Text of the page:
Triple Murder of American Siblings in Mexico Highlights Unrelenting Drug War At Our Doorstep

A picture frame showing Raquel Alvarado's three children who were killed in Tamaulipas. - MIGUEL ROBERTS
Miguel Roberts
A picture frame showing Raquel Alvarado's three children who were killed in Tamaulipas.

Four people are kidnapped and beaten, possibly tortured. They are bound, gagged and taken out to a remote rural area where they are executed with a bullet to the head. Then they're left to rot in the elements.

No one would fault you for thinking this is likely a scene right out of the war-torn Middle East, where the fundamentalist terrorist group Islamic State in Iraq and Syria, or ISIS, has run roughshod over the land. As it takes over huge swaths of territory, the well-funded organization commits barbaric atrocities on a daily basis, even beheading American journalists.

But we're not talking Syria or Iraq—actually, much closer to home. Mostly gone from the headlines though just as brutal and even deadlier in nature, the bloody drug war in Mexico just a few hours' drive from San Antonio drags on, producing a staggering estimated death toll of 70,000 over the last decade.

Many critics accuse the United States of turning a blind eye to its neighbor's suffering, despite direct U.S. involvement since the high demand for drugs north of the border has not abated.

Just south of the Texas-Mexico border, ruthless drug cartels like Los Zetas and Cartel del Golfo operate with impunity, often in close collaboration with corrupt government officials. These transnational criminal organizations have unleashed deadly violence on innocent people, including decapitation, mass murder, kidnappings, torture and other horrible crimes against humanity.

One case that briefly captured the attention of American media outlets was that of three siblings from Progreso, a small U.S. border town nestled between Harlingen and McAllen in the Rio Grande Valley, the southernmost tip of Texas.

The siblings were reportedly kidnapped by a government official's military-style bodyguard unit. The victims—U.S. citizens Erica Alvarado, 26, and her brothers, Alex, 22, and José Ángel, 21, as well as her boyfriend, Mexican citizen José Guadalupe Castañeda Benítez, 32—were later found bound, gagged and badly decomposed. They were all shot in the head. Sadly, their story is not uncommon in the volatile Texas-Mexico border region.

"This is not an isolated event. This has been repeated," notes Guadalupe Correa-Cabrera, a professor at University of Texas at Brownsville and a border violence expert.

Neighborly Neglect

Mexico is our neighbor and one of our top trade partners, and its culture plays an integral part of the American melting pot, but an honest national conversation about crimes against humanity garners little attention—even though cartels are responsible for a higher count of American casualties compared to atrocities committed by ISIS.

Drive 281 brush-laden miles south of San Antonio, through the subtropical Rio Grande Valley, and, across the border from Brownsville, you'll end up in Matamoros, the second-most populous city in the state of Tamaulipas, which many observers consider ground zero for the country's drug war.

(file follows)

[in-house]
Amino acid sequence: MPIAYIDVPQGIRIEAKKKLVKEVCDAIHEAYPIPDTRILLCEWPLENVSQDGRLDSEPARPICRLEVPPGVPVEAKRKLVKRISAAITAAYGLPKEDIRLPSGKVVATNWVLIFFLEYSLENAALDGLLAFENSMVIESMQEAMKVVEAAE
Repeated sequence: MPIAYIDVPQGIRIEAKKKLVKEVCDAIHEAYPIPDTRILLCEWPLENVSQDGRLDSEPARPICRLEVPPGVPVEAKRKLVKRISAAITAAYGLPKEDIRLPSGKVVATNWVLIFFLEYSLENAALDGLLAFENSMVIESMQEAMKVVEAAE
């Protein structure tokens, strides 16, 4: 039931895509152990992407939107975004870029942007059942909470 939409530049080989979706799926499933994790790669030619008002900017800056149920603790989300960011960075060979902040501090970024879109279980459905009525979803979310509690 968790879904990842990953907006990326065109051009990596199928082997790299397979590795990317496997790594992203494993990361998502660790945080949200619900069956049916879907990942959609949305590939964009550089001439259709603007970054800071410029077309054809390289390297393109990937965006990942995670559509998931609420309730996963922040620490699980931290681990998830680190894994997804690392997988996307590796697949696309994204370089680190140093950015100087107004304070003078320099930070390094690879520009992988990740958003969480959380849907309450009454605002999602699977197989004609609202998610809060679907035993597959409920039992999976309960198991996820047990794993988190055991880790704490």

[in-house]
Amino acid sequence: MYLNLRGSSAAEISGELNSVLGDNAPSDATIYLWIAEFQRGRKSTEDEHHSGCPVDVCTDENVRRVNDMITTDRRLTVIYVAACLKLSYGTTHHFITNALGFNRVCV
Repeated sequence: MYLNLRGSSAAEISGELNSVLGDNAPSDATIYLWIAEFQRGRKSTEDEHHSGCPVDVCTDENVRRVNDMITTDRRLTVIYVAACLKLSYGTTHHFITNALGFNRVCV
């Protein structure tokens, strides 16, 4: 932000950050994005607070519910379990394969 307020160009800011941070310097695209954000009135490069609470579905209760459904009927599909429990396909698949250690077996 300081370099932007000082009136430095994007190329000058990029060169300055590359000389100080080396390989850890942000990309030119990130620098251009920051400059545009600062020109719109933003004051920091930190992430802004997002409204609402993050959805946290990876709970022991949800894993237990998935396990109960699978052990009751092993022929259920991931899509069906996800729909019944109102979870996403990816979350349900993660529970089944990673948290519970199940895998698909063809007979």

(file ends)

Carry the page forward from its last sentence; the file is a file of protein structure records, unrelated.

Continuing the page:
The Valley and Tamaulipas have an intimate connection. Many Mexican-American families have relatives in Tamaulipas, and there is a thriving border culture that reflects the language and traditions of both countries. However, for years now, the U.S. State Department has included Tamaulipas in its Mexico Travel Warning, advising Americans to steer clear of the state. The most recent warning, issued on Christmas Eve, noted that there are safe resort areas which thousands of citizens safely visit each year.

But there's also a dark side to this typically hospitable land.

"Crime and violence are serious problems and can occur anywhere. U.S. citizens have fallen victim to criminal activity, including homicide, gun battles, kidnapping, carjacking, and highway robbery," the warning states.

Correa-Cabrera said she's heard various versions surrounding the murder of the Progreso siblings—they may have been involved in organized crime, particularly with the illegal sale of gasoline and drug trafficking. But no one knows for sure, and there's no official account of the investigation.

"Everything is unofficial," she says. "I think that the U.S. Consulate in Matamoros should have a little bit more knowledge of what is happening. We are talking about U.S. citizens being abducted and kidnapped."

The victims represent a fraction of Americans who were killed in Mexico in recent years. According to the State Department, 81 Americans were murdered in Mexico in 2013, jumping to 85 last year.

Many Americans killed south of the border were originally kidnapped by cartels and other criminal organizations—more than 130 last year. The count is likely much higher, since only a fraction of the cases are reported to police.

In Tamaulipas, thousands of people go back and forth into Texas to eat, shop, visit family and friends, and for work. But as the hustle and bustle of daily life goes on, the danger stemming from the drug war lurks night and day.

"We are talking about neighbors, commerce and economic links," Correa-Cabrera said. "The United States should be worried about the people who have been kidnapped and murdered."

While mainstream U.S. media outlets have largely ignored atrocities committed in Mexico, the U.S. government, through programs like the $2.4 billion Merida Initiative, fund federal Mexican military operations against cartels. And U.S. law enforcement agencies have played a key role on the ground, from the FBI to Homeland Security and the Drug Enforcement Agency.

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